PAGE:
Florida bill would criminalize vaccine scams

Floridians, especially seniors, are one step closer to being protected from scams related to the COVID-19 vaccine.

TALLAHASSEE, Fla. – Floridians, especially seniors, are one step closer to being protected from scams related to the COVID-19 vaccine.

The first bill approved by a newly created legislative committee on the pandemic would make it a felony for someone to fraudulently charge someone for offering to put them at the front of the vaccine line.

Reports of vaccine scams are growing.

Jared Moskowitz is the director of the Florida Division of Emergency Management and is in charge of the vaccine distribution network.

“People are trying to set up fake calendars, fake appointments. You know, we have foreign actors trying to hack systems. I mean, it’s just the worst of society,” said Moskowitz.

Seniors are top targets, and Zayne Smith with AARP said members are calling about offers to pay to get on a vaccination list.

“I mean, if you pay us now, you’ll have your vaccine tomorrow. Those are so egregious against people who are really vulnerable right now, and just wanting to get back to normal life,” said Smith.

Government publications are clear.

If someone wants you to pay them to get on a list to be vaccinated, go to the head of the list or if they want your social security number or credit card information, it’s likely a fraud.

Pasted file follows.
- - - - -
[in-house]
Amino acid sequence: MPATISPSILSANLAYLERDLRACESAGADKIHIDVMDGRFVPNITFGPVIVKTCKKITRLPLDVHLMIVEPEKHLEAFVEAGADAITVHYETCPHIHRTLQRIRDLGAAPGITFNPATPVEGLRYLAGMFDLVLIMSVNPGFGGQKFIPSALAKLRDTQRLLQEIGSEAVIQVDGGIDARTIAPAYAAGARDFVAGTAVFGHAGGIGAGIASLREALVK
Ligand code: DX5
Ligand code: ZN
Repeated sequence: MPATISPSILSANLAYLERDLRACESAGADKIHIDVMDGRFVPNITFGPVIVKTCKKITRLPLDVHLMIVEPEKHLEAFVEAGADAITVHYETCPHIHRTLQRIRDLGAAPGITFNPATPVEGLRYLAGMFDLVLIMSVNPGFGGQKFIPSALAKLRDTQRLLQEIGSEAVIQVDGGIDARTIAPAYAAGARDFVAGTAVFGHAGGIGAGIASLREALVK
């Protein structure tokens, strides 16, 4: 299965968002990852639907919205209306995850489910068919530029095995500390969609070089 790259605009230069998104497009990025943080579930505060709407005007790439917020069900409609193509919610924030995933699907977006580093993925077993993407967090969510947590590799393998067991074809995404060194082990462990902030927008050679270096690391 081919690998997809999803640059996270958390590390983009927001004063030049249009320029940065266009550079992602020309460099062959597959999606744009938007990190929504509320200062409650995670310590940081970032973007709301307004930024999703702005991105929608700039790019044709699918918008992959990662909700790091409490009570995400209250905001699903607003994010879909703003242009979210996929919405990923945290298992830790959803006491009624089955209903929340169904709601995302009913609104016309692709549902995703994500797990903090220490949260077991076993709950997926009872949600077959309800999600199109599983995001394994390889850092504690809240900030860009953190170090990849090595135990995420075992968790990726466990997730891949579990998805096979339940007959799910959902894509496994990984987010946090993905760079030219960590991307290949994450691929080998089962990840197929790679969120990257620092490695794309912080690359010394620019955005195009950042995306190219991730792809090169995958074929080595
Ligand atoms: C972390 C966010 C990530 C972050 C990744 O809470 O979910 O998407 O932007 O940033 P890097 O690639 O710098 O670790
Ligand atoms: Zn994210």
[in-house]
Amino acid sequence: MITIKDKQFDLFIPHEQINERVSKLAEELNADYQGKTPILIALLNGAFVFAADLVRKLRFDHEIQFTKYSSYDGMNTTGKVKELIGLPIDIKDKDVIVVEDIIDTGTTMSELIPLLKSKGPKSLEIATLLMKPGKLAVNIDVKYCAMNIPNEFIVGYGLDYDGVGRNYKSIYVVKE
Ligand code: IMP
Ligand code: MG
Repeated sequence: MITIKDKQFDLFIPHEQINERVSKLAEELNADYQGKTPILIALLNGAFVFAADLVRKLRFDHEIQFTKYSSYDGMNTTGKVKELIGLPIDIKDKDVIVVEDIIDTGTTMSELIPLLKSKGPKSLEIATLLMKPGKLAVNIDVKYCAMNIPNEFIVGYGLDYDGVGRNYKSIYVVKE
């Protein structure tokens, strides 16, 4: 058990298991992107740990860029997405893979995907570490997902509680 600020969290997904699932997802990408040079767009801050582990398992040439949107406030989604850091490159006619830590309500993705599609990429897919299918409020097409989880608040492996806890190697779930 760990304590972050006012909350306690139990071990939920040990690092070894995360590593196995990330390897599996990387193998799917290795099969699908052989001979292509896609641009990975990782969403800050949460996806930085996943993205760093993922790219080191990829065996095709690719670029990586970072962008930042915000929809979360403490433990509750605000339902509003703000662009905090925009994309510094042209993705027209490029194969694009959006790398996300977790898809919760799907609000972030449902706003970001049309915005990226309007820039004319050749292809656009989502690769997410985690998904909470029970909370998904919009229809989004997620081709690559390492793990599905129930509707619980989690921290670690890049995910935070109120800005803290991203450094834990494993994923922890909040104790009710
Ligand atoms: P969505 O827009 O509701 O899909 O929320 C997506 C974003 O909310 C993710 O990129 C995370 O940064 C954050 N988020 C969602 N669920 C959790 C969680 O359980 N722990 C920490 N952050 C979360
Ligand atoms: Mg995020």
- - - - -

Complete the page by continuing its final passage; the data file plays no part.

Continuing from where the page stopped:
The first bill to come out of the newly created state House Pandemics and Public Emergencies Committee would make it a felony to offer to put someone at the front of the vaccine line.

“I think this bill sends a loud and clear message, that, hey, if you engaged in this type of activity, we’re coming after you,” said bill sponsor Rep. Ardian Zika.

AARP calls the legislation a big step in the right direction.

“You know, this bill and the move by the legislature right now to really cut this off right now before it becomes a bigger issue is great and something we really appreciate,” said Smith.

The early movement of the legislation is designed to send the message to fraudsters to stop now before major jail time is on the table.

A first offense would be punishable by up to five years in prison and a $5,000 fine.

A second conviction could earn perpetrators up to 15 years behind bars.

In addition to criminal charges, the attorney general can also file civil actions to recover damages.

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